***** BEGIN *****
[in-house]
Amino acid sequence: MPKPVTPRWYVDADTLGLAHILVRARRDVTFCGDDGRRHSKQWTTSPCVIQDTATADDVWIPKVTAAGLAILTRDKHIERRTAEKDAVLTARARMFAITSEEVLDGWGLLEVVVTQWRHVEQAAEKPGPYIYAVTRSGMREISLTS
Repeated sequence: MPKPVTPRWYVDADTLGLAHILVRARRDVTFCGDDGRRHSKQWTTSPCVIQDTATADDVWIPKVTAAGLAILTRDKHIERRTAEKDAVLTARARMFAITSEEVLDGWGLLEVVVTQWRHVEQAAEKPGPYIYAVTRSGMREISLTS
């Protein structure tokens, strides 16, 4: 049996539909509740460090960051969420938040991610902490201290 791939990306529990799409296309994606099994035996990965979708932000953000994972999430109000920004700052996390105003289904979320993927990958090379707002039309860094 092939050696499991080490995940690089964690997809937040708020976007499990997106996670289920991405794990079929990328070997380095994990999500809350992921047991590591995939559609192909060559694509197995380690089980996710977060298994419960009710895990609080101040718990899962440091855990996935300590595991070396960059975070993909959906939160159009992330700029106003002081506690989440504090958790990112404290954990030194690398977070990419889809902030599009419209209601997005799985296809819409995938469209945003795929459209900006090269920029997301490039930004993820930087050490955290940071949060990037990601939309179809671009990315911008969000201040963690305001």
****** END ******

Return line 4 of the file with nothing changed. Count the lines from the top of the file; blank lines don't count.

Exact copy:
């Protein structure tokens, strides 16, 4: 049996539909509740460090960051969420938040991610902490201290 791939990306529990799409296309994606099994035996990965979708932000953000994972999430109000920004700052996390105003289904979320993927990958090379707002039309860094 092939050696499991080490995940690089964690997809937040708020976007499990997106996670289920991405794990079929990328070997380095994990999500809350992921047991590591995939559609192909060559694509197995380690089980996710977060298994419960009710895990609080101040718990899962440091855990996935300590595991070396960059975070993909959906939160159009992330700029106003002081506690989440504090958790990112404290954990030194690398977070990419889809902030599009419209209601997005799985296809819409995938469209945003795929459209900006090269920029997301490039930004993820930087050490955290940071949060990037990601939309179809671009990315911008969000201040963690305001």